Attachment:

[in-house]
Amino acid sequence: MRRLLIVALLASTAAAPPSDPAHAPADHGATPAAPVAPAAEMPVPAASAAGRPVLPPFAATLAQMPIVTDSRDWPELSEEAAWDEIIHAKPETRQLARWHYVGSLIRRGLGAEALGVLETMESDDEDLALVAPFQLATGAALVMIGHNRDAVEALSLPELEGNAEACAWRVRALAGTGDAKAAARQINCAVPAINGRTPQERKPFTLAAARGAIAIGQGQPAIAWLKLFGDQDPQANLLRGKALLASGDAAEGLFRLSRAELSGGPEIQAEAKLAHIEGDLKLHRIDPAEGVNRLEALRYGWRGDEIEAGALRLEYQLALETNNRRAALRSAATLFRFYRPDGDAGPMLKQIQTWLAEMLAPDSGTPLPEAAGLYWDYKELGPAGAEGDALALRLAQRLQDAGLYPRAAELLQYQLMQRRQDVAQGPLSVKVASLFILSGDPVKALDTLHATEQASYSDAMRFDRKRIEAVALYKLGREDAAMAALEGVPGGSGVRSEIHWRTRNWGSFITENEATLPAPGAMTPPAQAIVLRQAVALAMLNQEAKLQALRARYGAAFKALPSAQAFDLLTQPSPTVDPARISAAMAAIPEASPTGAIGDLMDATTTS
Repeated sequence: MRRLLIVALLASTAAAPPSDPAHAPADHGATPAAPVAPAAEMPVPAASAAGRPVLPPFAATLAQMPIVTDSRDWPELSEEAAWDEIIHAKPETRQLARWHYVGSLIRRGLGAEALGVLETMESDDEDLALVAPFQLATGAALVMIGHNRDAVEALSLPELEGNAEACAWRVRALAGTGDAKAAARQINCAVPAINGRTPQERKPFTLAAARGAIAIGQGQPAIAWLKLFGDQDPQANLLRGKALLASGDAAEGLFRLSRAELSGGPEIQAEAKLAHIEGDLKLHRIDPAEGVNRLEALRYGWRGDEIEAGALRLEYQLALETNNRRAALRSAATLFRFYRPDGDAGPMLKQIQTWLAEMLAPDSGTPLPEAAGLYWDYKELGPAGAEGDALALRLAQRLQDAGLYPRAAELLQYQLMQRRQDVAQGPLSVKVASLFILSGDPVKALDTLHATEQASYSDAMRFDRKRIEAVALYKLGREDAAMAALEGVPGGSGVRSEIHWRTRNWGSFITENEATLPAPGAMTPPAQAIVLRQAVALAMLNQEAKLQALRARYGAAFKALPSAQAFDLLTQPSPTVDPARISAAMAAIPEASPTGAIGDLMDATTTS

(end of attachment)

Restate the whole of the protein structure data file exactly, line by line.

[in-house]
Amino acid sequence: MRRLLIVALLASTAAAPPSDPAHAPADHGATPAAPVAPAAEMPVPAASAAGRPVLPPFAATLAQMPIVTDSRDWPELSEEAAWDEIIHAKPETRQLARWHYVGSLIRRGLGAEALGVLETMESDDEDLALVAPFQLATGAALVMIGHNRDAVEALSLPELEGNAEACAWRVRALAGTGDAKAAARQINCAVPAINGRTPQERKPFTLAAARGAIAIGQGQPAIAWLKLFGDQDPQANLLRGKALLASGDAAEGLFRLSRAELSGGPEIQAEAKLAHIEGDLKLHRIDPAEGVNRLEALRYGWRGDEIEAGALRLEYQLALETNNRRAALRSAATLFRFYRPDGDAGPMLKQIQTWLAEMLAPDSGTPLPEAAGLYWDYKELGPAGAEGDALALRLAQRLQDAGLYPRAAELLQYQLMQRRQDVAQGPLSVKVASLFILSGDPVKALDTLHATEQASYSDAMRFDRKRIEAVALYKLGREDAAMAALEGVPGGSGVRSEIHWRTRNWGSFITENEATLPAPGAMTPPAQAIVLRQAVALAMLNQEAKLQALRARYGAAFKALPSAQAFDLLTQPSPTVDPARISAAMAAIPEASPTGAIGDLMDATTTS
Repeated sequence: MRRLLIVALLASTAAAPPSDPAHAPADHGATPAAPVAPAAEMPVPAASAAGRPVLPPFAATLAQMPIVTDSRDWPELSEEAAWDEIIHAKPETRQLARWHYVGSLIRRGLGAEALGVLETMESDDEDLALVAPFQLATGAALVMIGHNRDAVEALSLPELEGNAEACAWRVRALAGTGDAKAAARQINCAVPAINGRTPQERKPFTLAAARGAIAIGQGQPAIAWLKLFGDQDPQANLLRGKALLASGDAAEGLFRLSRAELSGGPEIQAEAKLAHIEGDLKLHRIDPAEGVNRLEALRYGWRGDEIEAGALRLEYQLALETNNRRAALRSAATLFRFYRPDGDAGPMLKQIQTWLAEMLAPDSGTPLPEAAGLYWDYKELGPAGAEGDALALRLAQRLQDAGLYPRAAELLQYQLMQRRQDVAQGPLSVKVASLFILSGDPVKALDTLHATEQASYSDAMRFDRKRIEAVALYKLGREDAAMAALEGVPGGSGVRSEIHWRTRNWGSFITENEATLPAPGAMTPPAQAIVLRQAVALAMLNQEAKLQALRARYGAAFKALPSAQAFDLLTQPSPTVDPARISAAMAAIPEASPTGAIGDLMDATTTS